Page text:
For the most part, these respectable parts of Israeli society withdrew from supporting peace overly much. Their disengagement was part of a general rightward, pessimistic, ‘realistic’ trend in Israeli politics. But they are waiting in the wings – ready to resume their previous role as professional intermediaries between the Israeli and Palestinian societies. Waiting to fundraise for ‘People to People’ projects. Joint youth camps. International delegations to Scandinavian conferences. Learning missions to Cyprus and the Balkans. ‘Competitive Advantage’ seminars for future binational business initiatives. Water saving cross border initiatives. And all the rest.
All these programs will cost money, and the money will flow to those who best understand the ins and outs of embassy schmoozing and sweet talking foundation executives. Lovable rogues like OB will resurface, showing up in Washington DC to shake hands with whoever seems important – Jeremy Ben Ami and his board of directors might be useful someday. Maybe they can help steer some future USAID ‘peacebuilding’ grant towards whatever organization he ends up running.
It kind of makes me sick.
As a supporter of Israeli-Palestinian peace, I should want to see a successful diplomatic breakthrough. Some compromise allowing the mainstream in both societies to reach some sort of accommodation. But it kills me to think of all the sleazy bastards – on both sides – who will glad hand and smooth talk their way to fame and fortune. None of these folks will migrate from the human rights organizations, or Anarchists Against the Wall, or Sheikh Jarrah demonstrators, or Gush Shalom.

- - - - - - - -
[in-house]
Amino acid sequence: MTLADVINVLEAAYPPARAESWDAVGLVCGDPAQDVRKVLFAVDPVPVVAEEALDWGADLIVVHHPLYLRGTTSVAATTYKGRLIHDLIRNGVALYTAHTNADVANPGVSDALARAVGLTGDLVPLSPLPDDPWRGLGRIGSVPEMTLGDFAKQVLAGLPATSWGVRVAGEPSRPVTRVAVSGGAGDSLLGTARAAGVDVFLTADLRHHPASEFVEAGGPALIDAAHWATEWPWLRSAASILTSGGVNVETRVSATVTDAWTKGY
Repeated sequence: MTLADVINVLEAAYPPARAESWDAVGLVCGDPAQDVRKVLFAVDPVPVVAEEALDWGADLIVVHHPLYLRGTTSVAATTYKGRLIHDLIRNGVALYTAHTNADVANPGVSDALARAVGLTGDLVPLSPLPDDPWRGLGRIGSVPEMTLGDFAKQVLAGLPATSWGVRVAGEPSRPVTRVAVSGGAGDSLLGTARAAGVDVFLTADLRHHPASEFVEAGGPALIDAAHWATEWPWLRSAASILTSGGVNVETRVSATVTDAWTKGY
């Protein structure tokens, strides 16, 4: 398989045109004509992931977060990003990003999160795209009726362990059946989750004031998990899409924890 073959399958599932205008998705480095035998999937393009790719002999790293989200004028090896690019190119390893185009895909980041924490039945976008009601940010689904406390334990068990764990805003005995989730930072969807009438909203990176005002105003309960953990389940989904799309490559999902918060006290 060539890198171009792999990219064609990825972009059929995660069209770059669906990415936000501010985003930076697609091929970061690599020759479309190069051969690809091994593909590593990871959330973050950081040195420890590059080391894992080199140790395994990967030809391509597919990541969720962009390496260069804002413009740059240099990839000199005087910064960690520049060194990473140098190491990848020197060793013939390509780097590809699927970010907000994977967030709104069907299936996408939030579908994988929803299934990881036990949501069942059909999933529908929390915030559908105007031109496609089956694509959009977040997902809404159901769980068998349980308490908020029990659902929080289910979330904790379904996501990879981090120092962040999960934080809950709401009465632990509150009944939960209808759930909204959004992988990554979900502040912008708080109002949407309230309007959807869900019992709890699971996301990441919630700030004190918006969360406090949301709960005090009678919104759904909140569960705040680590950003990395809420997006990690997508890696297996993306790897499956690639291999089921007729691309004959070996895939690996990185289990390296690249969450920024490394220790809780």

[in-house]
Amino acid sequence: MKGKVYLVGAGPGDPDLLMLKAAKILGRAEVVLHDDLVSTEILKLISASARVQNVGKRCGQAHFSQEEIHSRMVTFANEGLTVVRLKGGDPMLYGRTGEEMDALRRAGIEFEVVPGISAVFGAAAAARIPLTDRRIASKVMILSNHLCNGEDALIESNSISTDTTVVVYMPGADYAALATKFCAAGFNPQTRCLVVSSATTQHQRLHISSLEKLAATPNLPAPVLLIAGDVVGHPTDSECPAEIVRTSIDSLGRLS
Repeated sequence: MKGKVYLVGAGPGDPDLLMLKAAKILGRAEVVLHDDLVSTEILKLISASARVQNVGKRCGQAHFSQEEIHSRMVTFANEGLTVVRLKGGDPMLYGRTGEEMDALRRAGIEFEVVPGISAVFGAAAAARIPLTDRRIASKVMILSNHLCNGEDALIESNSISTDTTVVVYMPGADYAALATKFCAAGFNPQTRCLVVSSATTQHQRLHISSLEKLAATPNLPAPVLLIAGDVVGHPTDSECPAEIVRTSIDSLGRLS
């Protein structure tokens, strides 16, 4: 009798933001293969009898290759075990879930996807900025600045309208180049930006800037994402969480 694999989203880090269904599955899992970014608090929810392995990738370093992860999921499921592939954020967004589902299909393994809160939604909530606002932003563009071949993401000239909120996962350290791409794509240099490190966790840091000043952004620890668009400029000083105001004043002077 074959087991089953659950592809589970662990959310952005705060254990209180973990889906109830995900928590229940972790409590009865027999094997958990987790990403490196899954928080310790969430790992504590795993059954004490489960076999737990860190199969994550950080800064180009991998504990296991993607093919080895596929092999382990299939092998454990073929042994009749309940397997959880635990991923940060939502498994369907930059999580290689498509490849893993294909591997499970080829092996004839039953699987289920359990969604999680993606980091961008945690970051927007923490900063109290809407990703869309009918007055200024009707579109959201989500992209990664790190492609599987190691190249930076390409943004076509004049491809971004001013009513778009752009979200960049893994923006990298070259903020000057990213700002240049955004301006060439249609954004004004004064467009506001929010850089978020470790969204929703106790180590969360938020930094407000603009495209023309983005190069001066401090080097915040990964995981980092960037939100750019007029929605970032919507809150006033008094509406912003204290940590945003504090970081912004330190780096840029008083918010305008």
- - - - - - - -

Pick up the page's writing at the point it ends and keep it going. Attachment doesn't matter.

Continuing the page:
The winners won’t be those who lost the most in the war. They’ll be the ones best at exploiting the peace. Do we really want to help them?

8 thoughts on “The Downside of Peacebuilding

  1. Jew Guevara writes: But it kills me to think of all the sleazy bastards – on both sides – who will glad hand and smooth talk their way to fame and fortune.
    “It is amazing what you can accomplish if you do not care who gets the credit.” -probably Harry S. Truman (ironically the source of this quote is unclear)

  2. Israel is in the Middle East
    Casablanca is in the Middle East
    Therefore Israel is Casablanca